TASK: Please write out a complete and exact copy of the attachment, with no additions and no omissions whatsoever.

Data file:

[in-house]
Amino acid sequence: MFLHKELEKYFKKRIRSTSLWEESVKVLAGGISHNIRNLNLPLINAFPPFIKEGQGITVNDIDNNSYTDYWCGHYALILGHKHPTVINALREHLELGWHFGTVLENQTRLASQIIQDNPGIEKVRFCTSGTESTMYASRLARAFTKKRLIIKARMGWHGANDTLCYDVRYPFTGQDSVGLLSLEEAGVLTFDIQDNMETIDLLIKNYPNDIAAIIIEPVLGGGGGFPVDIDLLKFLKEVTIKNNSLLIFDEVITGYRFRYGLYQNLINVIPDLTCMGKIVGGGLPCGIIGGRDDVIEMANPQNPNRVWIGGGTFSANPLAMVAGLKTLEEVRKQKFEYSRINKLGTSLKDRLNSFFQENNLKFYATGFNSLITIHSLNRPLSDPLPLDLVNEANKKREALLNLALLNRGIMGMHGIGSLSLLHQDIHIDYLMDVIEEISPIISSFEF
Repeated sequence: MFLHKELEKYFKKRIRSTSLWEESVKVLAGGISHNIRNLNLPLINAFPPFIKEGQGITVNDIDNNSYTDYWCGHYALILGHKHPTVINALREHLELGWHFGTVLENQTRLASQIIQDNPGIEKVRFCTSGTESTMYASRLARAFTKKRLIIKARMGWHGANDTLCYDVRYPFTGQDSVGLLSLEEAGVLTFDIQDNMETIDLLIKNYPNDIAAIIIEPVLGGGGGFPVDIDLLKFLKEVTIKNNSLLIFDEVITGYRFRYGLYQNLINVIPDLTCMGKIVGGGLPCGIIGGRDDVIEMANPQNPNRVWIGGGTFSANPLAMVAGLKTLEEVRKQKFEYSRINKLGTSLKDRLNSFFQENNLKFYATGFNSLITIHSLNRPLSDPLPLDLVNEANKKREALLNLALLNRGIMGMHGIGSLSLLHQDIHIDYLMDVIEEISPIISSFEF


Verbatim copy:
[in-house]
Amino acid sequence: MFLHKELEKYFKKRIRSTSLWEESVKVLAGGISHNIRNLNLPLINAFPPFIKEGQGITVNDIDNNSYTDYWCGHYALILGHKHPTVINALREHLELGWHFGTVLENQTRLASQIIQDNPGIEKVRFCTSGTESTMYASRLARAFTKKRLIIKARMGWHGANDTLCYDVRYPFTGQDSVGLLSLEEAGVLTFDIQDNMETIDLLIKNYPNDIAAIIIEPVLGGGGGFPVDIDLLKFLKEVTIKNNSLLIFDEVITGYRFRYGLYQNLINVIPDLTCMGKIVGGGLPCGIIGGRDDVIEMANPQNPNRVWIGGGTFSANPLAMVAGLKTLEEVRKQKFEYSRINKLGTSLKDRLNSFFQENNLKFYATGFNSLITIHSLNRPLSDPLPLDLVNEANKKREALLNLALLNRGIMGMHGIGSLSLLHQDIHIDYLMDVIEEISPIISSFEF
Repeated sequence: MFLHKELEKYFKKRIRSTSLWEESVKVLAGGISHNIRNLNLPLINAFPPFIKEGQGITVNDIDNNSYTDYWCGHYALILGHKHPTVINALREHLELGWHFGTVLENQTRLASQIIQDNPGIEKVRFCTSGTESTMYASRLARAFTKKRLIIKARMGWHGANDTLCYDVRYPFTGQDSVGLLSLEEAGVLTFDIQDNMETIDLLIKNYPNDIAAIIIEPVLGGGGGFPVDIDLLKFLKEVTIKNNSLLIFDEVITGYRFRYGLYQNLINVIPDLTCMGKIVGGGLPCGIIGGRDDVIEMANPQNPNRVWIGGGTFSANPLAMVAGLKTLEEVRKQKFEYSRINKLGTSLKDRLNSFFQENNLKFYATGFNSLITIHSLNRPLSDPLPLDLVNEANKKREALLNLALLNRGIMGMHGIGSLSLLHQDIHIDYLMDVIEEISPIISSFEF